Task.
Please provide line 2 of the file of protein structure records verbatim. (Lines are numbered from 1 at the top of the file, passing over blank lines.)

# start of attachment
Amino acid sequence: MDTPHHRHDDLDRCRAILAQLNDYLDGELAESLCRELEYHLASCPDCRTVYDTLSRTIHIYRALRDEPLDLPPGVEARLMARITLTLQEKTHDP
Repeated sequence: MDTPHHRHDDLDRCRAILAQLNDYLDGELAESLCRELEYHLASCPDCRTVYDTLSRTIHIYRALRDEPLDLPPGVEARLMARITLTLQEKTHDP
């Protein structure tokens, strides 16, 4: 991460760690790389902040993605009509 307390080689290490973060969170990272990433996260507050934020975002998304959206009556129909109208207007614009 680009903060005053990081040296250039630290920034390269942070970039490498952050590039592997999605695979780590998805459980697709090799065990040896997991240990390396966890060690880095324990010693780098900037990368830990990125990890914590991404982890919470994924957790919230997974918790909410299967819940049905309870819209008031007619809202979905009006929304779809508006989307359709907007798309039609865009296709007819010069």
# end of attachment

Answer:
Repeated sequence: MDTPHHRHDDLDRCRAILAQLNDYLDGELAESLCRELEYHLASCPDCRTVYDTLSRTIHIYRALRDEPLDLPPGVEARLMARITLTLQEKTHDP